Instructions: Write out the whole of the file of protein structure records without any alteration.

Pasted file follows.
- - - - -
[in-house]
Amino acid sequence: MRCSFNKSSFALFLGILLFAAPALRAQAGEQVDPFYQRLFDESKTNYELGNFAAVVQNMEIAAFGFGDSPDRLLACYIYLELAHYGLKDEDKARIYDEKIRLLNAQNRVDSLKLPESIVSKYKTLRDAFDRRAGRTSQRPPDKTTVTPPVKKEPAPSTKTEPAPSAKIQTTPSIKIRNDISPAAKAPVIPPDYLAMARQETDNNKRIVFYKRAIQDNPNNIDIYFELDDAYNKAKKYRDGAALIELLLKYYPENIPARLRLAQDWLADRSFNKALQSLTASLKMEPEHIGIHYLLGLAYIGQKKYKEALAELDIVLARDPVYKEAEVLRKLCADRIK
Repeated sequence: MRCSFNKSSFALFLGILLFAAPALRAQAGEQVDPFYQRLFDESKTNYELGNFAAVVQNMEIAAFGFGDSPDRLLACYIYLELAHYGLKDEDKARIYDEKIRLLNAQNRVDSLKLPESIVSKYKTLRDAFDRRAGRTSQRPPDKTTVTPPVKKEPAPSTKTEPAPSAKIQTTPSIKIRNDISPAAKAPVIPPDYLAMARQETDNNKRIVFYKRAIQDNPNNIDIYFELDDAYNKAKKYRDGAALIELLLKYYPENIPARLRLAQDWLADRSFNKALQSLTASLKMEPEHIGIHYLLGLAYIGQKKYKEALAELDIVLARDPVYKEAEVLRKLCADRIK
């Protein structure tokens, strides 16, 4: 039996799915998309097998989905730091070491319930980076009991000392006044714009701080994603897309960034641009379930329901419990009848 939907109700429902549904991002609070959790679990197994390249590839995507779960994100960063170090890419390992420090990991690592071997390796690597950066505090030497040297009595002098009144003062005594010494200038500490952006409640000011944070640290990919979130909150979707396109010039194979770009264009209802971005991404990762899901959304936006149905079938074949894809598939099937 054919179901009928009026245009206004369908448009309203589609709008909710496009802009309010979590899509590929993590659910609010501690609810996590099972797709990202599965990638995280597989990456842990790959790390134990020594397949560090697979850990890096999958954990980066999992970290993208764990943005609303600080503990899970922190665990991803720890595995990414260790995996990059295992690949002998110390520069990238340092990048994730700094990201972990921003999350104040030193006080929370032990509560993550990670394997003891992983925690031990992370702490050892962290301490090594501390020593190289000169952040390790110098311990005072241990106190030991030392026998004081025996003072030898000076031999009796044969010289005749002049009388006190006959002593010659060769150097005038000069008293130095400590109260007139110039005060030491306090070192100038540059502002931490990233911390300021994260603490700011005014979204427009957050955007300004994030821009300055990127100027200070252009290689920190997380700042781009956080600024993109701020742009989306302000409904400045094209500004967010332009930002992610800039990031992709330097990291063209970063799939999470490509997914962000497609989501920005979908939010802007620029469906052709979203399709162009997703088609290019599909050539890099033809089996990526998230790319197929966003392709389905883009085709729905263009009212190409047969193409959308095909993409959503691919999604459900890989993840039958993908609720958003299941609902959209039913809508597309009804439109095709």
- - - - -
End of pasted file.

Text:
[in-house]
Amino acid sequence: MRCSFNKSSFALFLGILLFAAPALRAQAGEQVDPFYQRLFDESKTNYELGNFAAVVQNMEIAAFGFGDSPDRLLACYIYLELAHYGLKDEDKARIYDEKIRLLNAQNRVDSLKLPESIVSKYKTLRDAFDRRAGRTSQRPPDKTTVTPPVKKEPAPSTKTEPAPSAKIQTTPSIKIRNDISPAAKAPVIPPDYLAMARQETDNNKRIVFYKRAIQDNPNNIDIYFELDDAYNKAKKYRDGAALIELLLKYYPENIPARLRLAQDWLADRSFNKALQSLTASLKMEPEHIGIHYLLGLAYIGQKKYKEALAELDIVLARDPVYKEAEVLRKLCADRIK
Repeated sequence: MRCSFNKSSFALFLGILLFAAPALRAQAGEQVDPFYQRLFDESKTNYELGNFAAVVQNMEIAAFGFGDSPDRLLACYIYLELAHYGLKDEDKARIYDEKIRLLNAQNRVDSLKLPESIVSKYKTLRDAFDRRAGRTSQRPPDKTTVTPPVKKEPAPSTKTEPAPSAKIQTTPSIKIRNDISPAAKAPVIPPDYLAMARQETDNNKRIVFYKRAIQDNPNNIDIYFELDDAYNKAKKYRDGAALIELLLKYYPENIPARLRLAQDWLADRSFNKALQSLTASLKMEPEHIGIHYLLGLAYIGQKKYKEALAELDIVLARDPVYKEAEVLRKLCADRIK
């Protein structure tokens, strides 16, 4: 039996799915998309097998989905730091070491319930980076009991000392006044714009701080994603897309960034641009379930329901419990009848 939907109700429902549904991002609070959790679990197994390249590839995507779960994100960063170090890419390992420090990991690592071997390796690597950066505090030497040297009595002098009144003062005594010494200038500490952006409640000011944070640290990919979130909150979707396109010039194979770009264009209802971005991404990762899901959304936006149905079938074949894809598939099937 054919179901009928009026245009206004369908448009309203589609709008909710496009802009309010979590899509590929993590659910609010501690609810996590099972797709990202599965990638995280597989990456842990790959790390134990020594397949560090697979850990890096999958954990980066999992970290993208764990943005609303600080503990899970922190665990991803720890595995990414260790995996990059295992690949002998110390520069990238340092990048994730700094990201972990921003999350104040030193006080929370032990509560993550990670394997003891992983925690031990992370702490050892962290301490090594501390020593190289000169952040390790110098311990005072241990106190030991030392026998004081025996003072030898000076031999009796044969010289005749002049009388006190006959002593010659060769150097005038000069008293130095400590109260007139110039005060030491306090070192100038540059502002931490990233911390300021994260603490700011005014979204427009957050955007300004994030821009300055990127100027200070252009290689920190997380700042781009956080600024993109701020742009989306302000409904400045094209500004967010332009930002992610800039990031992709330097990291063209970063799939999470490509997914962000497609989501920005979908939010802007620029469906052709979203399709162009997703088609290019599909050539890099033809089996990526998230790319197929966003392709389905883009085709729905263009009212190409047969193409959308095909993409959503691919999604459900890989993840039958993908609720958003299941609902959209039913809508597309009804439109095709």